“One day, as he was teaching the people in the temple and preaching the gospel, the chief priests and the scribes with the elders came up and said to him, ‘Tell us by what authority you do these things, or who it is that gave you this authority.’ He answered them, ‘I also will ask you a question; now tell me, Was the baptism of John from heaven or from men?’ And they discussed it with one another, saying, ‘If we say, ‘From heaven,’ he will say, ‘Why did you not believe him?’ But if we say, ‘From men,’ all the people will stone us; for they are convinced that John was a prophet.’ So they answered that they did not know whence it was. And Jesus said to them, ‘Neither will I tell you by what authority I do these things.’” (Lk 20: 1-8)
Some teachers like to say, There is no such thing as a bad question, undeserving of a response. But there is, as we can see above. The question of the chief priests, scribes and elders to Christ is a “bad” one, because they do not believe or trust the One they are asking; they rather believe themselves already to have all the answers. So, instead of offering them a response, our Lord presents them with another question. And this question compels them, reluctantly and disingenuously, to say publicly what those who “know it all” hate to say: We do not know. Thus our Lord skillfully nudges them to humble themselves, albeit reluctantly and disingenuously, leaving them with their own “We do not know” as food for thought.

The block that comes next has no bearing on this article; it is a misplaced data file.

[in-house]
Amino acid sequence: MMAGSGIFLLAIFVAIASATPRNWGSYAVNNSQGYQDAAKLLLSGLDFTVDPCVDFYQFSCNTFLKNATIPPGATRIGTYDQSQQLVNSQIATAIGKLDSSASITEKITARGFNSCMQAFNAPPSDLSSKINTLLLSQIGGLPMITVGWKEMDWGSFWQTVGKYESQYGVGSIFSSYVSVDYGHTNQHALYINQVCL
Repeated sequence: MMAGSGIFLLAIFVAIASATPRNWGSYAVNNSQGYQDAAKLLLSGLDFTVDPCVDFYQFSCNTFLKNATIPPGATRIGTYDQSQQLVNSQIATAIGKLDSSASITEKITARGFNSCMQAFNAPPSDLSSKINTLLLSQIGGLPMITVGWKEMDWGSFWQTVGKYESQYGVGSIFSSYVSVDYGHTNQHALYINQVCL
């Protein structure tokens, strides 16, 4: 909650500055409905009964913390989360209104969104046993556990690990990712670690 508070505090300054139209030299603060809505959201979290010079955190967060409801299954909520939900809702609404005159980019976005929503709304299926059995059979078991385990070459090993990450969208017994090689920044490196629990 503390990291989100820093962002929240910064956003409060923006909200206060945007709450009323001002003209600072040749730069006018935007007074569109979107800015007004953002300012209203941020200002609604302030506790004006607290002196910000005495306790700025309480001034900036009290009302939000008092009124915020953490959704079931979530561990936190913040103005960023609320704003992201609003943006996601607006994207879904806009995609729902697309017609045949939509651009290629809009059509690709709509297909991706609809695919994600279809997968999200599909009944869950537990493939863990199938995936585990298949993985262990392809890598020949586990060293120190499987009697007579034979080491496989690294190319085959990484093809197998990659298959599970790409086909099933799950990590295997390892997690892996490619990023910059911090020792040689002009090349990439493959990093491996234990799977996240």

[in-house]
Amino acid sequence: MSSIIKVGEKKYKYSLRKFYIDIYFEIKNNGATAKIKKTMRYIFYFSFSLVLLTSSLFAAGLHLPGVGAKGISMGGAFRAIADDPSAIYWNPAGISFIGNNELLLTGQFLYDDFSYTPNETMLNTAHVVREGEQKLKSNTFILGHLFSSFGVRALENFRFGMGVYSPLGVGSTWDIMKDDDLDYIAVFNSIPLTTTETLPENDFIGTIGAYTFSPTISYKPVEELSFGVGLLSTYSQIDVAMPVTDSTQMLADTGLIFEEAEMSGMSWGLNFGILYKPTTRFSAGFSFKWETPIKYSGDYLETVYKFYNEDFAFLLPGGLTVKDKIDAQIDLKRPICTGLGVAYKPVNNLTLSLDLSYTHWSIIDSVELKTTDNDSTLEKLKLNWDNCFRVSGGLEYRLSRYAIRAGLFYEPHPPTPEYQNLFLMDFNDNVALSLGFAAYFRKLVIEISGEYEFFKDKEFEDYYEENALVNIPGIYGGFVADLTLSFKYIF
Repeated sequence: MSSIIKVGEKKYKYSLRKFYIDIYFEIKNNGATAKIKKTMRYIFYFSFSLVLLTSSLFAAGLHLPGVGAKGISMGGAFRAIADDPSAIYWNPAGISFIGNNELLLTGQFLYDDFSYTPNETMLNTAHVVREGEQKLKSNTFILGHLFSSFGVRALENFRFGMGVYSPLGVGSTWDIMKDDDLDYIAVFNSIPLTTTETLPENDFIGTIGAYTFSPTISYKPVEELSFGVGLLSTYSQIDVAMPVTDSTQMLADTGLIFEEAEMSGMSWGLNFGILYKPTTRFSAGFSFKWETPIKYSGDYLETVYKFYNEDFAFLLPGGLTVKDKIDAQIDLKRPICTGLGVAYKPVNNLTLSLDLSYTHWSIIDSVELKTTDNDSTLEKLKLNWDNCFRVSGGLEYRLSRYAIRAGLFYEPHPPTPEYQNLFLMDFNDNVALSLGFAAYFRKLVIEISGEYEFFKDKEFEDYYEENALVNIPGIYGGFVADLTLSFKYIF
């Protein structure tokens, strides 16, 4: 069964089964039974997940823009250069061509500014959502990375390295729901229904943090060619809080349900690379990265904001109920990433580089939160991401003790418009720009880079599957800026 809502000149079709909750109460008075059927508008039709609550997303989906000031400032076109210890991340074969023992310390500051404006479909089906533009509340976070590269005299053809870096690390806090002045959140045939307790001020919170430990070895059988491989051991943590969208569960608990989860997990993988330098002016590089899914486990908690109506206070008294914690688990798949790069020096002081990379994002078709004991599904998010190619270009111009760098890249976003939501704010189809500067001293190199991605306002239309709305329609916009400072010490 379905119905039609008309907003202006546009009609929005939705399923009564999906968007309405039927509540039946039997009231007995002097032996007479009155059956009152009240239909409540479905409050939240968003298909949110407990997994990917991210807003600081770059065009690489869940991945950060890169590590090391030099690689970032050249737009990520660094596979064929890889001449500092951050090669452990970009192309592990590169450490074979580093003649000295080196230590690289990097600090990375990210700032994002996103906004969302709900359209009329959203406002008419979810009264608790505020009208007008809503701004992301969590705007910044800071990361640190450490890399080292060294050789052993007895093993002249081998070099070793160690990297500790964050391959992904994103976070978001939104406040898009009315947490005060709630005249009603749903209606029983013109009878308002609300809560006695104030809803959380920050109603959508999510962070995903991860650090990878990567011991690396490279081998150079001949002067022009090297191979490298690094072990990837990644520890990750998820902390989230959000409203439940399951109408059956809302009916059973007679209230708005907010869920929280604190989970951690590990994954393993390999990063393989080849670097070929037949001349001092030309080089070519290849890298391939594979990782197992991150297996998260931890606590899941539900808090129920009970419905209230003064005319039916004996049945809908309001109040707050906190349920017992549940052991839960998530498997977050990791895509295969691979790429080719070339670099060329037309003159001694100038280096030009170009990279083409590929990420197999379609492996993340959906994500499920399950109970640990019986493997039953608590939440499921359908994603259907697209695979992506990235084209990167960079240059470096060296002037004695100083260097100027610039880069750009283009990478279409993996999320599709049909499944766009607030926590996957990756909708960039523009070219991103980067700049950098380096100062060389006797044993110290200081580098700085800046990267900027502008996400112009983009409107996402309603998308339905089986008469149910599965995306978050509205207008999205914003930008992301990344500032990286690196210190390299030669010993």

When it comes to my own unanswered questions to God, I’m reminded today that it’s better to walk around with a humbled “I do not know,” rather than with my own, ultimately dissatisfying, suspicions of God’s benevolent authority. God does reveal more to me, as life goes on, when I am willing to listen, in His Spirit, “Who blows where He wishes” (Jn 3: 8). Sometimes, as Bob Dylan reminds me, “The answer, my friend, is blowing in the wind; the answer is blowing in the wind.” And that’s OK with me today, Lord. Glory be to You.